More Than a Label
My mother was a huge fan of labels. A child of the Great Depression, she was a fashionable woman who valued beautiful outfits and understood the care it took to keep them lovely. My sisters and I still smile when we recall the way she would sidle effortlessly behind us and deftly pull the label from a blouse's neckline to check the fabric’s contents and care instructions.
Labels are important. They inform. They warn. They detail. Without labels, the cans in our pantries would cause daily mealtime preparation to resemble an episode of Chopped and the resultant dishes edgy at best and inedible at worst.
But what of labels as they pertain to our children?
When I graduated with a degree in special education in 1977, recently enacted Public Law 94-142 offered welcome assistance to children with learning disabilities, developmental handicaps, and severe behavior disorders. Those were pretty much the labels of the day for children who fell in the mild to moderate range of special needs. Since then, the number of labels for our special needs children has exploded and with them the acronyms that accompany: SLD, ED, CD, OHI, MH, ADD, ADHD, ODD, PDD, ASD…. The list seems endless, and the statistics detailing levels of occurrence dizzyingly varied and mysteriously ever changing.
Like the labels on our clothing, precise identifiers for children with special needs can do much to inform us as to the characteristics associated with particular conditions. With information comes understanding that enables us to care for and educate these little ones to the best of our ability. Labels can unite parents - offering support and camaraderie that strengthen weary souls on long days. Labels sometimes open doors to tangible assistance such as individualized educational programs or monetary resources for therapies and treatments. Indeed, these are all good things about labels.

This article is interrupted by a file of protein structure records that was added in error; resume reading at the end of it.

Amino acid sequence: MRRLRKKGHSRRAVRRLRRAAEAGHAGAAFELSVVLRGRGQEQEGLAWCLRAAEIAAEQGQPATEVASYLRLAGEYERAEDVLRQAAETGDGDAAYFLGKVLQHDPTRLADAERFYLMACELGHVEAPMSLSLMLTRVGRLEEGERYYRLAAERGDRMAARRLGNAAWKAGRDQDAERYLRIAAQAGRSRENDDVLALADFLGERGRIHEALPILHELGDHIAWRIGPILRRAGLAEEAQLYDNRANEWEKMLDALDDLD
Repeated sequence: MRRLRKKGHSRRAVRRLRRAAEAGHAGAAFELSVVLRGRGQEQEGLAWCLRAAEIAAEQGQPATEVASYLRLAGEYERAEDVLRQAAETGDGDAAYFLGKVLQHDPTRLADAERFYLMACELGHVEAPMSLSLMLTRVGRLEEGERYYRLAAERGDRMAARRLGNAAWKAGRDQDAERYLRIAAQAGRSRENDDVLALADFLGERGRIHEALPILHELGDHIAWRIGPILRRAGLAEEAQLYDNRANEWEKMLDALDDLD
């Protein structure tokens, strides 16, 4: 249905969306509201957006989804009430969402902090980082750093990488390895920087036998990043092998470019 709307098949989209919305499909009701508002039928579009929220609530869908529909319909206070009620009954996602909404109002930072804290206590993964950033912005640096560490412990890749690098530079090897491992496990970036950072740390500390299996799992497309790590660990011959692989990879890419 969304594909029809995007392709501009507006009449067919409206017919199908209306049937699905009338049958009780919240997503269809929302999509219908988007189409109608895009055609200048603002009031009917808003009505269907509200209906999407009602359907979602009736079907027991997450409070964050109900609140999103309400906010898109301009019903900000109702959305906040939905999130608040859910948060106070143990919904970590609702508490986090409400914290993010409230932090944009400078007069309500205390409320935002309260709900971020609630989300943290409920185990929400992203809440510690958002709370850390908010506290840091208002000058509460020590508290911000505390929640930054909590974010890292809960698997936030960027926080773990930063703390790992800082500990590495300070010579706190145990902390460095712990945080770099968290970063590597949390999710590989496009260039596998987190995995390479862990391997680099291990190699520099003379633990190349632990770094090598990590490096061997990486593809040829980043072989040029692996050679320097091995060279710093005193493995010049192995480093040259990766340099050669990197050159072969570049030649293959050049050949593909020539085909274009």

Yet, for all the good that can come from properly identifying children with special needs - whether it be necessary medical treatment or helpful educational accommodations - it is my opinion that today’s overzealous desire to label each and every variance in child development and personality can do much to harm the very children we seek to help.
The following questions may help us evaluate the goodness (or not) of the labels we give our children:
- Do we view our children as children first or as the sum total of their labels/conditions?
- Do we permit our children’s labels to define or limit them?
- Are we quick to attribute common childhood behaviors or experiences to their labels?
- How will having a diagnosis (label) positively change our children’s lives or the way in which we parent them?
Yes, labels serve a purpose, but like scratchy, ill-placed ones in our necklines, some need to be carefully trimmed or even removed in order to give our children freedom to discover the unique ways in which they have been “fearfully and wonderfully made” by their Creator.